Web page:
Don’t head to YouTube to check out Adidas' latest Web series. The sports shoes and apparel company partnered with Champs Sports to create four different online shows that will live on the Instagram but still mimick the TV-watching experience. #adicolorTV debuted on Friday and will run for six weeks. To tune in, viewers will have to head over to the champsports' Instagram page. "Stories do not have to be long to be good. We know that high school kids are interested in bite size and easy-to-understand stories, hence the success of social media platforms like Instagram, Vine or Snapchat. #adicolorTV brings together a variety of fun and interesting content, with a creative mixture of sports and pop culture and in this case we are choosing to tell our stories on Instagram instead of a television," Kelly Olmstead, Adidas Sports Style director of brand marketing, said. Lace Up will feature athletes like Dallas Cowboy's DeMarco Murray and Washington Redskins' RG3 wearing Adidas items, while Lil Jon will portray a high school science teacher in Elements of GAME. QVG is a spoof on the home-shopping channel experience, and The Stans is a sitcom about the shoe brand's classic sneaker, Stan Smith. And, it seems the brands will also be throwing up sports-themed content featuring its talent just for the fun of it. At least 25 episodes will be produced for the photo and video-sharing platform. Scott Burton, Champs Sports director of marketing, added that rather than publish one video, the companies decided it was better to release the content in bite-sized clips. Burton said they felt it would be more sharable—and more importantly, rewatchable—with their target demographic of male, high school varsity athletes. "To compete in a world with so much content and information, we feel these digestible nuggets offer our consumer short, yet memorable brand interactions on their terms," he pointed out.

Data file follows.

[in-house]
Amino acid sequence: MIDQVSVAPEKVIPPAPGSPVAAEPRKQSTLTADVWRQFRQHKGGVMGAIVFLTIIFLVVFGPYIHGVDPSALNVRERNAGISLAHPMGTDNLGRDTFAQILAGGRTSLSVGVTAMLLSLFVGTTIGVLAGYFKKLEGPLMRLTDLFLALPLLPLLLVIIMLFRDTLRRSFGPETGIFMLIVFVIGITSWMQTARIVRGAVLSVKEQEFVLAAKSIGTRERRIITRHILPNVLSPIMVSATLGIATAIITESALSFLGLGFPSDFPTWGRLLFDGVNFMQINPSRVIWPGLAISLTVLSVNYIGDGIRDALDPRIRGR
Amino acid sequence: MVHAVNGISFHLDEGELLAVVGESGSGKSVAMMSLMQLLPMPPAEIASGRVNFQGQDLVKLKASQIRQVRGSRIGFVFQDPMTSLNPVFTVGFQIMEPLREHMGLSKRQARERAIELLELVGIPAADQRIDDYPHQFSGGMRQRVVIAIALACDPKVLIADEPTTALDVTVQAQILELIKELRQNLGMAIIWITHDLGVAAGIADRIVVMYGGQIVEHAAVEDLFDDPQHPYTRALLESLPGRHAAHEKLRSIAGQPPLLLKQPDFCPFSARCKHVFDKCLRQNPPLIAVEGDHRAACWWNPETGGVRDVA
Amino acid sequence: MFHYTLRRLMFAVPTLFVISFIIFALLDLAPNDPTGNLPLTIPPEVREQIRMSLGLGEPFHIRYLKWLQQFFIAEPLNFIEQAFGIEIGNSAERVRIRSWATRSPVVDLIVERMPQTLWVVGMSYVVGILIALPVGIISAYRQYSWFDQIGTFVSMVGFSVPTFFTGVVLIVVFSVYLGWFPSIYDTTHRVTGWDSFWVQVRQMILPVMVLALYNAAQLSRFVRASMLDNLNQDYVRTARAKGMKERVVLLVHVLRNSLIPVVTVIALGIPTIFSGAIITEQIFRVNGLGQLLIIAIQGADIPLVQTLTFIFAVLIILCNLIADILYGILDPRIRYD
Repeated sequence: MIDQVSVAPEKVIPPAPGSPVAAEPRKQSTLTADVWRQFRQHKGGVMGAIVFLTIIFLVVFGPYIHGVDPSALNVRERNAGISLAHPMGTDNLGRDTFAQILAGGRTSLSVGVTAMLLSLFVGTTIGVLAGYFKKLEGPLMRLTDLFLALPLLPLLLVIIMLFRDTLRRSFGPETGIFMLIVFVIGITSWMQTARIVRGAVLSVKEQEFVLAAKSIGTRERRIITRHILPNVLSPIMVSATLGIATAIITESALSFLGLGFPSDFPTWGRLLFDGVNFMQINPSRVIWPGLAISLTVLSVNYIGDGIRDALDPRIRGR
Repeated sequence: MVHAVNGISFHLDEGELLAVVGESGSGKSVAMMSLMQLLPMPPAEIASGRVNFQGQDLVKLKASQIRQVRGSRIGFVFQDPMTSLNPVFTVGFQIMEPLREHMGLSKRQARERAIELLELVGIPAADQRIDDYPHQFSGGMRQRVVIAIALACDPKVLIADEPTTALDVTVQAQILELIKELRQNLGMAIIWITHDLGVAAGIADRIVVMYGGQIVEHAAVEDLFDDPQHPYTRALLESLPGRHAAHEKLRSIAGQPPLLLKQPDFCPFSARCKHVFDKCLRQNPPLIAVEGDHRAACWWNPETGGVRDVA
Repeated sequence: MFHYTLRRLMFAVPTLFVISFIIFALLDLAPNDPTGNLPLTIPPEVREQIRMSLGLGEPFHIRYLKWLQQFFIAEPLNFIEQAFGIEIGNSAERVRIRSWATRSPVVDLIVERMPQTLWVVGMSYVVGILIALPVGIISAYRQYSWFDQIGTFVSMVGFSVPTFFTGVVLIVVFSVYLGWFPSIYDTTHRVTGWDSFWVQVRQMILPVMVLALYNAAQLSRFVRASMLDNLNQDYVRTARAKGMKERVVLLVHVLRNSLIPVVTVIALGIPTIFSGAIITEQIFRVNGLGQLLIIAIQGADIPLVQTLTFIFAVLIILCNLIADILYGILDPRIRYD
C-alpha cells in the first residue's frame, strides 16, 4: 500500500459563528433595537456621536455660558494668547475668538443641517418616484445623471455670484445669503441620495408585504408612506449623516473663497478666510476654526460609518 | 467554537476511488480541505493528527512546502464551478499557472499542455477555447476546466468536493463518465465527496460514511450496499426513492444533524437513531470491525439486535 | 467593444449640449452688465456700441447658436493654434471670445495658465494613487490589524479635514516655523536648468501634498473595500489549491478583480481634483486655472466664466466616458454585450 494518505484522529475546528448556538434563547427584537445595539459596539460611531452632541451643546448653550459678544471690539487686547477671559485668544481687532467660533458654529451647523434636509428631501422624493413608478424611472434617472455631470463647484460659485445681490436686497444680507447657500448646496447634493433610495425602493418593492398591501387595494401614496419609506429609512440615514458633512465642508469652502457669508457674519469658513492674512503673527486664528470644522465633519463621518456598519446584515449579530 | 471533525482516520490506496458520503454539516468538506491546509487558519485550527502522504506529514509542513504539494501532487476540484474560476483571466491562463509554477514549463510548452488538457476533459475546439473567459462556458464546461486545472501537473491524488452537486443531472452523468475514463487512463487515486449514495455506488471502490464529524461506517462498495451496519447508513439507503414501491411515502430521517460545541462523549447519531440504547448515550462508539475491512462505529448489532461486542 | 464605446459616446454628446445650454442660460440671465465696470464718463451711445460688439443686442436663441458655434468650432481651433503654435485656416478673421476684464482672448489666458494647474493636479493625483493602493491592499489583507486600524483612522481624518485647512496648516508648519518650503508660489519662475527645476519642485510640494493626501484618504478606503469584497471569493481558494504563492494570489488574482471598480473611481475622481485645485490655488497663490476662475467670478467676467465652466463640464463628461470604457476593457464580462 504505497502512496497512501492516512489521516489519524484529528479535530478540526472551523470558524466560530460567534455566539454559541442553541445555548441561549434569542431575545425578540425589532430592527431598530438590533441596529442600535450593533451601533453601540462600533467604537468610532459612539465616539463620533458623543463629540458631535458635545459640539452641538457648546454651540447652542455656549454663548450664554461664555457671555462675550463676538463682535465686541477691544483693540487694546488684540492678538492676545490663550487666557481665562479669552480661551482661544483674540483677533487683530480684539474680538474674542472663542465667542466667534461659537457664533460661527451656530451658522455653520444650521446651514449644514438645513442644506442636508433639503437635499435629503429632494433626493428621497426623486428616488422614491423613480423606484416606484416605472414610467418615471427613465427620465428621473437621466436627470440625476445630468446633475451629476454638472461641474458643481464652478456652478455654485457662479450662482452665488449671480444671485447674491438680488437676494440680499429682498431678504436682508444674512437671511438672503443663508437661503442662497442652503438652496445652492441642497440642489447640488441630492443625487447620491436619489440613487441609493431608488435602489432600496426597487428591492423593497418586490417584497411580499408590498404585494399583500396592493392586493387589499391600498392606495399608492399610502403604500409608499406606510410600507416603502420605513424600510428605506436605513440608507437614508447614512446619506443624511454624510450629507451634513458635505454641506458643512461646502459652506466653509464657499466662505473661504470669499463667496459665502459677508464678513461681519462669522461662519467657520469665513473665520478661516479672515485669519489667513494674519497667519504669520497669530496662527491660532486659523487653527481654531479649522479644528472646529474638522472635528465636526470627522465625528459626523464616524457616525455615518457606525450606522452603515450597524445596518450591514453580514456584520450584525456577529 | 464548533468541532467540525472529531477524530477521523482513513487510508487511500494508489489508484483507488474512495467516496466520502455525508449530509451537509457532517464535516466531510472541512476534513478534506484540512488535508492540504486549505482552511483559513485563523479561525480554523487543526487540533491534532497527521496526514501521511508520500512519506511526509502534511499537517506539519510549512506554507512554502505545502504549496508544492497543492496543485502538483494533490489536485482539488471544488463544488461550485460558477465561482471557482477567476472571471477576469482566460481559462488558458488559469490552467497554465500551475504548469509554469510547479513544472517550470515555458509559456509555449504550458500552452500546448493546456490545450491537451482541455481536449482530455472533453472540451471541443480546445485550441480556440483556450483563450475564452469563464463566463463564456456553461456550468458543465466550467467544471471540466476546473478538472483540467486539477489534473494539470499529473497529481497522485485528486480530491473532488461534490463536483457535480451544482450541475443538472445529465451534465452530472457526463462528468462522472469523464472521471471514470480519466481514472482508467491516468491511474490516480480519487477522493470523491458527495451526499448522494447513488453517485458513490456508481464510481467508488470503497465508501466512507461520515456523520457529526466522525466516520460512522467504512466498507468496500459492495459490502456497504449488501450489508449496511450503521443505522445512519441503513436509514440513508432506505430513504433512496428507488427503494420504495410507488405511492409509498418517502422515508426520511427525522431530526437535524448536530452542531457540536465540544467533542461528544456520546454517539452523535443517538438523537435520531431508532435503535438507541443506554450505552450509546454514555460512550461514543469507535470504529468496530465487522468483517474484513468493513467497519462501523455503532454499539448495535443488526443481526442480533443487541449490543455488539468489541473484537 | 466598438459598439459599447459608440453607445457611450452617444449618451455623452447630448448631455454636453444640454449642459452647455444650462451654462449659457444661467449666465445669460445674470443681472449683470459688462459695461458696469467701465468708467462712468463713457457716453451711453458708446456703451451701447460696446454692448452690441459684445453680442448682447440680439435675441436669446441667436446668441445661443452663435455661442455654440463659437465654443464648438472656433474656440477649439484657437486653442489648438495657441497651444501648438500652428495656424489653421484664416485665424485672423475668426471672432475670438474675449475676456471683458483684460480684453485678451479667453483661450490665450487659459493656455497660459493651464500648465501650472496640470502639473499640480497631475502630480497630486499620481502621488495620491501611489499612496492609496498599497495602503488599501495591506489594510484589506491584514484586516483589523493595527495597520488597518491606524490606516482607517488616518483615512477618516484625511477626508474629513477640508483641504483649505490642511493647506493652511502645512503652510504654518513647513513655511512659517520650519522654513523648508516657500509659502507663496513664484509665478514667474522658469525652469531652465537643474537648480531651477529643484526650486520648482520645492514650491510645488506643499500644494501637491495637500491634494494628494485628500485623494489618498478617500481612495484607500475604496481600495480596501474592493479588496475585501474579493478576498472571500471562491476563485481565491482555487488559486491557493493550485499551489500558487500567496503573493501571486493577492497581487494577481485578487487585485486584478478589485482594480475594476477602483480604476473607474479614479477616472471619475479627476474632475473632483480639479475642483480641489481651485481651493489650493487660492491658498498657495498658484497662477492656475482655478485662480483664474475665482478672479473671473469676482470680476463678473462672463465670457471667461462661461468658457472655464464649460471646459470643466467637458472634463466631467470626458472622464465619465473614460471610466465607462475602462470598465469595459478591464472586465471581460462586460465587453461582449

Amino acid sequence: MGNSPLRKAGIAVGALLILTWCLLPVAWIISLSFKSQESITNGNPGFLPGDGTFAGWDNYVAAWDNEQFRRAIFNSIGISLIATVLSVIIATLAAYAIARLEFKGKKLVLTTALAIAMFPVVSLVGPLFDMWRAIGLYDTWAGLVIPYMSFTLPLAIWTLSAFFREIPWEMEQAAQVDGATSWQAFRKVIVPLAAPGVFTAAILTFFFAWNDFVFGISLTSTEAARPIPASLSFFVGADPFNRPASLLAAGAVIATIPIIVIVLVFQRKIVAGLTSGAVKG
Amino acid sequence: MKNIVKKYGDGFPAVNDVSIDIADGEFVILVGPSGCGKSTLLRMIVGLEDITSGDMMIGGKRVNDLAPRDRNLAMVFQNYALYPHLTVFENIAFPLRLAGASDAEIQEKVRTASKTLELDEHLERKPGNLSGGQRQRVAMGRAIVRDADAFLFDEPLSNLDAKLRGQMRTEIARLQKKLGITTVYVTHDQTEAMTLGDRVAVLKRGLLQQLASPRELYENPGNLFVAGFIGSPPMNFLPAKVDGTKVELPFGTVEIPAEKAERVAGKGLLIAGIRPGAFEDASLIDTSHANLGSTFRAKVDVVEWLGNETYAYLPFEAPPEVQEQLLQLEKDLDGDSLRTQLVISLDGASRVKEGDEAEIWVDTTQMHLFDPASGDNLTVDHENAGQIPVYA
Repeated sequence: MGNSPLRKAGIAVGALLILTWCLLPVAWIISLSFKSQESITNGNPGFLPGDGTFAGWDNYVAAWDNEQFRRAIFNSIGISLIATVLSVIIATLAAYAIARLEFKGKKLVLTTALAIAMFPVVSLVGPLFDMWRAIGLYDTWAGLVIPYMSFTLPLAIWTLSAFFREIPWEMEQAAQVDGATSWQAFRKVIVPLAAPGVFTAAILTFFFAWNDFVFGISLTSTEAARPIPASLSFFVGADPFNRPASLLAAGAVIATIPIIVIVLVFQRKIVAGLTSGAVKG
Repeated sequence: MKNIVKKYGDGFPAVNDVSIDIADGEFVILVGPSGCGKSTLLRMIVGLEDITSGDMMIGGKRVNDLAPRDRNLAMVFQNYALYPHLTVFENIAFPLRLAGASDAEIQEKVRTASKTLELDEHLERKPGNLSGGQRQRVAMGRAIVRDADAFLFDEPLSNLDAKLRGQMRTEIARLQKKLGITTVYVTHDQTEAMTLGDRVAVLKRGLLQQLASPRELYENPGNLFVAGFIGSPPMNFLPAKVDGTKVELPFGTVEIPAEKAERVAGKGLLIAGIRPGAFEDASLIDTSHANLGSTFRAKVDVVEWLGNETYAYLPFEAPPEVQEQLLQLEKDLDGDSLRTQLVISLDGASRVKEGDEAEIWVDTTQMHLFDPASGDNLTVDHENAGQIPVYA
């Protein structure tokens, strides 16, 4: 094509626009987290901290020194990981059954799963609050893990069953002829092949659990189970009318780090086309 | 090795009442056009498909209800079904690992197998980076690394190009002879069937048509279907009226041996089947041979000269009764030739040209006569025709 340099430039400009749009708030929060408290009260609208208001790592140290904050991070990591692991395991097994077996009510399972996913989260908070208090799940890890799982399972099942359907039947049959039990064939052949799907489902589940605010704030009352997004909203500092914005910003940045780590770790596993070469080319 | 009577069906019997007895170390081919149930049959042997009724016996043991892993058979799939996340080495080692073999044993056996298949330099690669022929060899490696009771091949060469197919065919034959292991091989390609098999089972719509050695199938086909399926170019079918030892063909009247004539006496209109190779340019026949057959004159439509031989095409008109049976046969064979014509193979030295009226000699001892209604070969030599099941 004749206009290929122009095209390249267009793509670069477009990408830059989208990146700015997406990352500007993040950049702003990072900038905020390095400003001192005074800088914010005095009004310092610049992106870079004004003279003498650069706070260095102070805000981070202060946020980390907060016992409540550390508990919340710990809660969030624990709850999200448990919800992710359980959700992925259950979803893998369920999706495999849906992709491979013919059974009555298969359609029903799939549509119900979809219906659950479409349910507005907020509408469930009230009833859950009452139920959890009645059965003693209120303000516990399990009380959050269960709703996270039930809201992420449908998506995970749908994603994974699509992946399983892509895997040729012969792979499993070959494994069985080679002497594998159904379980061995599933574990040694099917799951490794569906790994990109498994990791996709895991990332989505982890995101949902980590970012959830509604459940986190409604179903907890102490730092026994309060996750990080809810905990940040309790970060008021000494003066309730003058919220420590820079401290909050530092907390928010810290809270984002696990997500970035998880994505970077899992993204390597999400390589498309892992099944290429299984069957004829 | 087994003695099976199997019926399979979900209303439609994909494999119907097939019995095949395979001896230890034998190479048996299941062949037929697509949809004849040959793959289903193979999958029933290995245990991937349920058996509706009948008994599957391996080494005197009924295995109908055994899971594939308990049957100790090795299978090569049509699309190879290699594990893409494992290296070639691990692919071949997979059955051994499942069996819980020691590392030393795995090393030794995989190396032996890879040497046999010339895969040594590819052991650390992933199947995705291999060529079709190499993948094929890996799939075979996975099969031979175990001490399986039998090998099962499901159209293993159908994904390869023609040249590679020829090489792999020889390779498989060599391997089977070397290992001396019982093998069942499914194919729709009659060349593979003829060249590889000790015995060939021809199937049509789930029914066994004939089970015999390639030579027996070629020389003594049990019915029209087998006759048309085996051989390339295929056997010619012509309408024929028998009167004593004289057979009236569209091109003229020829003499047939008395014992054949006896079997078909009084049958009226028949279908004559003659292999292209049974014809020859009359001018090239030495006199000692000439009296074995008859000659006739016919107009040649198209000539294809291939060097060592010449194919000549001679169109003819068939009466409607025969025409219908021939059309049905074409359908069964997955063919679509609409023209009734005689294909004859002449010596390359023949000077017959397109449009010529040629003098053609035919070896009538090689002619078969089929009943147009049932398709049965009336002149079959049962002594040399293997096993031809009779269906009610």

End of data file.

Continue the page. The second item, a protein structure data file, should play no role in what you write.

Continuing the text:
Target wants to prove that traditional media like print and TV can drive e-commerce sales, highlighted in its new back-to-school marketing push. Target is launching a mobile app that works with the retailer’s fall print catalog to trigger sales for its Room Essentials collection, aimed at college students. Target’s In a Snap mobile app also works with print ads in magazines including Conde Nast-owned Domino and Architectural Digest and Time Inc.’s Real Simple. Shoppers with the app downloaded first hover a mobile device above an ad or a page in the catalog. Once the app recognizes a product, users can shop the item by viewing it on Target’s e-commerce site and check out without leaving the app. Instead of incorporating the image recognition feature into Target’s branded app, In a Snap was built as a stand-alone project to quickly launch the back-to-school effort. The big box retailer is also opening a 20,000-square foot store (roughly 15 percent of the size of a typical location) store called Target Express in Minneapolis this week that will promote the app in-store. In a Snap is the latest mobile pilot program that Target has run in the past year as part of its efforts to drive mobile sales from traditional media. In March, the retailer partnered with TBS’ Cougar Town on an initiative that let consumers shop product placements in the show. Another campaign with Purina aimed to drive sales from a newspaper ads. Target is not the only retailer looking to trigger e-commerce sales from fall print catalogs. Similar to the past few years, IKEA plans to roll out an augmented reality app that works in conjunction with its 2015 catalog.